Southern Nevada has suffered its first death from COVID-19, and health officials are already running out of test kits, the health district announced Monday.
“We are out of extraction kits at this point,” Dr. Michael Johnson, Director of Community Health for the Southern Nevada Health District said at a news briefing Monday of the chemicals needed to process COVID-19 tests. “We have very few limited tests right now.”
“There’s many states in the country that are experiencing this boom in coronavirus cases,” Johnson said. “So we’re one of many that are a top priority and what they would consider a hot spot, so I don’t think we’re a low priority. Just a lot of requests at once.”
Johnson noted the number of Southern Nevada cases Friday was 16. The health district reported 19 cases on Monday. With ten cases in Washoe County, the total number of cases statewide is 45.
“I think we’re moving into a moderate risk,” he said.
Johnson says he doesn’t know how many test kits are available “but we are running very low,” he said.
“We’ve emphasized and stressed the importance of getting other test kits,” Johnson said.
“Preliminarily, I had a call with FEMA (Federal Emergency Management Agency) today and they are offering assistance to states across the country, including Nevada, for drive-thru swab pods.”
“With medical personnel, they would be providing the test kits as well, we’re looking at being able to do 2,000 to 4,000 tests a week, which would really help,” he said, noting the health district would be giving FEMA “the specifics of our ask today.”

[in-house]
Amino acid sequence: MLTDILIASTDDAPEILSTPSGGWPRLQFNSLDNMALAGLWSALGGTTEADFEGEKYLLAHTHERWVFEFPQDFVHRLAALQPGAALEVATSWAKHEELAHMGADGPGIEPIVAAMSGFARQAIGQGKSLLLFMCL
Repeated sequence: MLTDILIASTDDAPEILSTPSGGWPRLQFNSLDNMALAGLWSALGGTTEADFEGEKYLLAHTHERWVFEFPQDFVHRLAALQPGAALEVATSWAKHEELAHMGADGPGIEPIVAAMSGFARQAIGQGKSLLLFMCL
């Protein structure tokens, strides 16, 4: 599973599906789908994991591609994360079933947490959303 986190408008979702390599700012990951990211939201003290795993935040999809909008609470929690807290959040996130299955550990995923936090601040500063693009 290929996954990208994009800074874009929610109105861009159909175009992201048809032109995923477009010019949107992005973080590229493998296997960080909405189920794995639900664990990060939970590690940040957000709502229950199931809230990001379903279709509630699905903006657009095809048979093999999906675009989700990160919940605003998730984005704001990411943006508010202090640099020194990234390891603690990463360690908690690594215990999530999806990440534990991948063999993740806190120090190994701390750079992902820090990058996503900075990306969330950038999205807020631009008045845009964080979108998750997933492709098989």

“That’s an encouraging piece of information,” he said.
In the meantime, Southern Nevadans in need of a test “should reach out to a primary care doctor. It will most likely be done through a private lab,” Johnson said.
“We have the capacity in our lab to do about 60 tests per day. So we may only have enough tests for a few more days. That’s why we’re hoping that we’ll be getting these tests soon from the feds,” he said. “We have put in a request with the state lab up north to possibly send us tests and we’re working with some of the commercial labs to help with some of this, too, in the interim.”
Johnson had no immediate direction for the uninsured who lack a primary care physician.
“We’ve thought about having people come here,” he said of the health district, adding the idea was discarded because of concerns about capacity.
He said the drive-thru swab pods, if they materialize, could be an alternative for the uninsured.
Although he was unable to give a timeline, Johnson said he “stressed we need it immediately.”
Johnson says the Centers for Disease Control has eliminated the requirement that states send presumptive positive tests for confirmation.
“That should help with the process,” he said.
Johnson says health officials do not know how many tests have been processed “at this time” because “commercial labs and health care providers can also do testing.”
“Additionally, our disease investigators and staff are literally working around the clock. We’re not able to give you case-specific details at this time,” he said of the newly reported cases.